Menus Subscribe Search

Wood Pellets Energizing Europe, Timber Industry

• October 12, 2011 • 4:00 AM

A thriving transatlantic trade in compressed wood scraps is creating New World timber jobs and meeting Old World clean energy requirements.

One strange side effect of the European campaign to slash emissions by 2020 is a boom in North American timber products. A chief at one British Columbia wood-processing firm, Pinnacle Renewable Energy, made a slightly surprising remark to Germany’s Manager Magazin this year: “We’ve grown to a size where we can fill whole cargo ships,” said Leroy Reitsma, Pinnacle’s chief operating officer, “and that makes it profitable to export wood pellets.”

Wood pellets?

Until recently they were a boring product for home stoves, usually found in northern supermarkets next to the Duraflame logs. But Europe’s international energy firms need more and more of them to mix into their coal-burning plants. Wood counts as a (slowly) renewable energy source, and it pollutes less than coal.

“Europe can meet its CO2 emissions goals with help from these overseas resources,” said Fritz Varenholt, chief of the German-owned energy firm Innogy, which opened a pellet plant this year in the U.S. state of Georgia.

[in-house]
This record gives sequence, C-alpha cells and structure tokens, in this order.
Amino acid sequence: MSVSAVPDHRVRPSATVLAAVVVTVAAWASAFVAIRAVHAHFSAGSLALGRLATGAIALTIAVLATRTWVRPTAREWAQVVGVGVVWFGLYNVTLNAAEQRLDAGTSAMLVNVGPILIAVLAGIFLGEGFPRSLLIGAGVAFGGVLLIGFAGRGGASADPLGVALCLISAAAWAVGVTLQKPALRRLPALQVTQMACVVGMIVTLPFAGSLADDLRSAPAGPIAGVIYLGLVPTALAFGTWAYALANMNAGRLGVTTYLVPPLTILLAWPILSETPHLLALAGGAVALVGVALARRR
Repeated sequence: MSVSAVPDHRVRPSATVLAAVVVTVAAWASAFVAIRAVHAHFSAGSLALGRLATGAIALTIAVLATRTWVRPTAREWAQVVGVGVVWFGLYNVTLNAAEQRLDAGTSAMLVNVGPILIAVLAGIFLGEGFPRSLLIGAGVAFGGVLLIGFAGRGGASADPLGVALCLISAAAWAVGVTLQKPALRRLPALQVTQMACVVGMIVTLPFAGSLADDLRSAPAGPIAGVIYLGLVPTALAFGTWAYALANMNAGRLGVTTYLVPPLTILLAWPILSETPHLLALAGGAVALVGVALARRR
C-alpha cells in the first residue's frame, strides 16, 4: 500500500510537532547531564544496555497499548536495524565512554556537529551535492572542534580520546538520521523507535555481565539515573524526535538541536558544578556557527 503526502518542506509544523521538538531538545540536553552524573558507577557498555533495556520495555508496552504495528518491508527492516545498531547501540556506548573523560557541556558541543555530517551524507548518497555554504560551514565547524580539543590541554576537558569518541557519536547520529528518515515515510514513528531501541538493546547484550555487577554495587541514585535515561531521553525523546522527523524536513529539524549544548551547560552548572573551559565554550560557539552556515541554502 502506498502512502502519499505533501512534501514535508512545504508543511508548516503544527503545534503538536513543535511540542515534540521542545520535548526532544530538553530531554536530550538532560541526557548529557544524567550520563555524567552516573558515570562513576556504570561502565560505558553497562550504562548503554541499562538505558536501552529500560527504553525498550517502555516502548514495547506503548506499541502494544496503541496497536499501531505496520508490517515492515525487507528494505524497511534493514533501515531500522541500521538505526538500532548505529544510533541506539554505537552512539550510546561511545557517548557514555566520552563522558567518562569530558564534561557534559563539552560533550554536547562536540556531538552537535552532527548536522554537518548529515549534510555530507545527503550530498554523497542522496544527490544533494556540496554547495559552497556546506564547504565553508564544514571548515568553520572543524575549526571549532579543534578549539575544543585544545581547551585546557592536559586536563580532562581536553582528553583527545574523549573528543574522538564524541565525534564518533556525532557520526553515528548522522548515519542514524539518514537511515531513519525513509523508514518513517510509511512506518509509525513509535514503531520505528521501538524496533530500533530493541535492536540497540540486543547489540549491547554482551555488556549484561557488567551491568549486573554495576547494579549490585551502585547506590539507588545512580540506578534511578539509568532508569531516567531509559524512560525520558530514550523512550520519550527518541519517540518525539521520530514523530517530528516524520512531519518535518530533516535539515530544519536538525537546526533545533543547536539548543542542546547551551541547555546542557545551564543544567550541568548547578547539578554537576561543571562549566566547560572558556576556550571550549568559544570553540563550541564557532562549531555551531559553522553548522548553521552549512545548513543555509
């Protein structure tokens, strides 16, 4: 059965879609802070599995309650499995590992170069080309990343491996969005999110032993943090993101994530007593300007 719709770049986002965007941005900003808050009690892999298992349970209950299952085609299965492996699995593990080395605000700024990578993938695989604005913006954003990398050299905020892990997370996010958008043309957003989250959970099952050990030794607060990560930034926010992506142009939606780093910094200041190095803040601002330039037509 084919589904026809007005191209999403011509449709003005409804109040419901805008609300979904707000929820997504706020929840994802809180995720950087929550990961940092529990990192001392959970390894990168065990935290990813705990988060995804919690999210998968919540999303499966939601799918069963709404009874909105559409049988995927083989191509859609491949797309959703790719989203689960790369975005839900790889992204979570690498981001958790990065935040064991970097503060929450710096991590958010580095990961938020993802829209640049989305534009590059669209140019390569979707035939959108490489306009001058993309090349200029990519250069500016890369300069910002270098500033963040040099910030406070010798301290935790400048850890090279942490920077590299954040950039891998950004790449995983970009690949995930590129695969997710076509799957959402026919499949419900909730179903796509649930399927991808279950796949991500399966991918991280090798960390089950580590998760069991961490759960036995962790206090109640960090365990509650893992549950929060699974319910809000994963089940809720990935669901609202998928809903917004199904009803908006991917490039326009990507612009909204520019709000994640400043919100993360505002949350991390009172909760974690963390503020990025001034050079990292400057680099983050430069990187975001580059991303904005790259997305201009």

By “co-firing” coal with Innogy pellets, the German energy firm RWE expects to save about a million tons of CO2 emissions per year, Varenholt said. The pellet trend should only grow after 2020, since Germany has decided to replace part of its nuclear power capacity with coal plants.

[class name="dont_print_this"]

European Dispatch

EUROPEAN DISPATCH
Michael Scott Moore complements his standing feature in Miller-McCune magazine with frequent posts on the policy challenges and solutions popping up on the other side of the pond.

[/class]

Wood pellets are just compressed sawdust and timber waste. Both Canada and the U.S. have huge surpluses. British Columbia’s forests in particular have been hit so hard by the mountain pine beetle that deadwood for pellets is abundant. Europeans can’t use wood from their own forests because much of the forest is gone or protected, and European land is tight.

Canada sold a million tons of pellets to Europe last year, mostly to the Netherlands, Belgium, and Britain. Pellets, along with lumber sales to China, helped the Canadian forest industry turn an overall profit last year for the first time since 2007, when the American housing market crash caused a critical slump.